Probably, if Cinderella hadn’t had her tailor-made shoes, crafted by her Fairy Godmother, finding the Prince Charming would have been more difficult.
Unfortunately, the Fairy Godmother’s contact details seem to be a Disney exclusive, and we have to be satisfied with our industrial shoes that, once lost, will certainly not unleash the curiosity of princes or princesses.
This is true if you settle for a lazy tour of the most popular shops. If you move into the side streets of the center, if you look for Milanese craftsmen, or even if you simply keep on reading this article, you will discover that the city is full of Fate Godmothers disguised as shoemakers, who work with strings and soles to create the best handmade shoes, unique and precious. Discover the best handmade shoes stores in Milan!
At number 9 of Via Belfiore, near the red metro station of Wagner, there is a sign that says “House founded in 1953”. It is since then, in fact, that Belfiore has been crafting hand-made shoes. Today, it’s Gianalberto Pontiggia, together with his wife Nadia and his son Luca, who manage the store.
Heir to generations of craftsmen, the family Pontiggia welcomes its customers in a space where the shoe is the undisputed star, offering his clients an excellent quality at an affordable price. The results are brogues, loafers, lace-up shoes: if you ask, you can also have your initials imprinted on the sole. www.calzaturebelfiore.com
Opened in 1925, the Savoia Stivaleria retains the technical secrets of the founders, master shoemakers who used to produce boots for the Savoy Cavalry Regiment: theirs was a stylish yet strong shoe, which could withstand the worst weather conditions, as well as the worst rumors of a nobleman living-room. Ninety years have passed, yet the artisans of Stivaleria Savoy continue to make unique shoes, characterized by the double aspect of elegance and comfort that distinguishes them. www.stivaleriasavoia.it
1883 Via del Gesù, Milan. Enrico Rivolta, skilled craftsman, founded the shoe shop Calzoleria Rivolta, which produced handmade shoes. Immediately, the Calzoleria Rivolta stood out for its refined excellence.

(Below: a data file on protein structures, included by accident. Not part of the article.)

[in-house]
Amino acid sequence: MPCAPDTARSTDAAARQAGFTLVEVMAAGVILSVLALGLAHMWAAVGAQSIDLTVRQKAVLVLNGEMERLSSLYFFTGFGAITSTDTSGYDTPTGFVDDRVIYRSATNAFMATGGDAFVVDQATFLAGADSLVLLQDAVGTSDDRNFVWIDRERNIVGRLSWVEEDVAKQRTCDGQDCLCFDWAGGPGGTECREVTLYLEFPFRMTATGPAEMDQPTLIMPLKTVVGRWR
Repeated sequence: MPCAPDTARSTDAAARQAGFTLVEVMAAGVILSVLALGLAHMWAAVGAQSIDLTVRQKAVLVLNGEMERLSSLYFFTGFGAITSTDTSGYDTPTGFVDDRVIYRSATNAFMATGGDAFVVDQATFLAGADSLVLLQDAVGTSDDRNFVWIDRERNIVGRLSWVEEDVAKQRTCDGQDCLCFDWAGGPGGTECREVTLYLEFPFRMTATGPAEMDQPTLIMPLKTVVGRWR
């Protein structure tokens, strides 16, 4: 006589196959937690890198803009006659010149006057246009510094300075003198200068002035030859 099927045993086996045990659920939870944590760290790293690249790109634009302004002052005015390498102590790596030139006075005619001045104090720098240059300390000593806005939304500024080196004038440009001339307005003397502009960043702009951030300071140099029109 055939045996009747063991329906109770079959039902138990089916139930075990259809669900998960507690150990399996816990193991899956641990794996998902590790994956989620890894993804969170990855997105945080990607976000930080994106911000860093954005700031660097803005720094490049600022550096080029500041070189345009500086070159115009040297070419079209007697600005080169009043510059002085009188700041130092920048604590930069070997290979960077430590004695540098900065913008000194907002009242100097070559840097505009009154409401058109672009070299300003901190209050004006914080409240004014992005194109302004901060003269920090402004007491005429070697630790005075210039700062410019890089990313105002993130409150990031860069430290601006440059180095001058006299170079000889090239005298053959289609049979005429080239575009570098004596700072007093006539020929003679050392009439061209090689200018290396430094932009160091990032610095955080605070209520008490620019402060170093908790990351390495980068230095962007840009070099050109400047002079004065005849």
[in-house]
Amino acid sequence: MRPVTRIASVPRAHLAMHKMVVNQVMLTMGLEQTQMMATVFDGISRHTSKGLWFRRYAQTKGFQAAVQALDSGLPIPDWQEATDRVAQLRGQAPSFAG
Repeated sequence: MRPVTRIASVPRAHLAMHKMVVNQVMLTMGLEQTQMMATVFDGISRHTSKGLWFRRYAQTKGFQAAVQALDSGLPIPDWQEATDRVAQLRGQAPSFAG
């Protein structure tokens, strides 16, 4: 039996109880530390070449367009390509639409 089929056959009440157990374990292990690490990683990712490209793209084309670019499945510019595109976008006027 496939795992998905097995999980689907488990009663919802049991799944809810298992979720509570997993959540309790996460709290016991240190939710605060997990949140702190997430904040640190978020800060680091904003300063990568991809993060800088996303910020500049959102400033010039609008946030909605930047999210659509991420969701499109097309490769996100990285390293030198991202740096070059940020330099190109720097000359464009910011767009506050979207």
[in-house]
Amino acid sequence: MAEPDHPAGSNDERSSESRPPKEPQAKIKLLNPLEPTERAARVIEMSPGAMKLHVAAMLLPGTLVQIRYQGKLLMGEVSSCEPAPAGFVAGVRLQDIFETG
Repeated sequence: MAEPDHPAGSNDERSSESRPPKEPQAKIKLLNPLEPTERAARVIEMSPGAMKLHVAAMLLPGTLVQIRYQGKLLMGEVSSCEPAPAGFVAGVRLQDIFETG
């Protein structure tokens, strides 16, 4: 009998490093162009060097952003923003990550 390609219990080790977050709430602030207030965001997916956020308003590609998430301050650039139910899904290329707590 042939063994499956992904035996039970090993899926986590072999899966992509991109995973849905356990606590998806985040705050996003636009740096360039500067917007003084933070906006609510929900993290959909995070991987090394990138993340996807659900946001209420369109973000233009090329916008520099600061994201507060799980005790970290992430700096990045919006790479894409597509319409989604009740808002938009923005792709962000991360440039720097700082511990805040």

Before the Second World War, the atelier Rivolta moved to Via Verri, where Enrico’s son, Franco, started to manage it. Guido Vergani’ s The Dictionary of Fashion, recalls Franco Rivolta: ““Then, through a glass door, a theatrical entrance made flesh, a living coup-de-théâtre, he would arrive, small, smiling, fast-moving, with tousled white hair. He wore a white lavallièr e bow tie with white polka dots.
Physically, he was somewhere between Arturo Toscanini and Charlie Chaplin’s Calvero from Limelight. Rivolta’s last produced shoes gave every man’s foot an unrivalled slenderness.” With the economic boom of the ’60s, Rivolta’s creations of become a benchmark for male elegance. And, today, this has not changed: Rivolta footwear has kept its craft traditions of the late 1800s, by enriching them from year to year with technical specialties, allowing the creation of a unique and valuable object. www.calzoleriarivolta.com
It was 1930 and Paolo Ortigni, along with his neighbors, both employees and workers, met to cut, drill and sew leather to produce work shoes. When, in 1934, his son Allegro was born, Paolo understood his job and his ability had to outlive him: Allegro learned his father’s job and, in 1955, they opened together a shoe store.
Every week, Paolo used to go to Turin with a suitcase full of handmade shoes and he would not come back until he had sold them all. Today, Allegro’s children treasure their father and grandfather’s know-how so that, two generations later, Paolo’s craft skills are still alive. Stefano Ortigni remembers his father: “I still remember the hands of our father moving the seam between the leather and the soles. One by one, my brothers and I, we watched those movements, which have finally become ours”. ortigni.it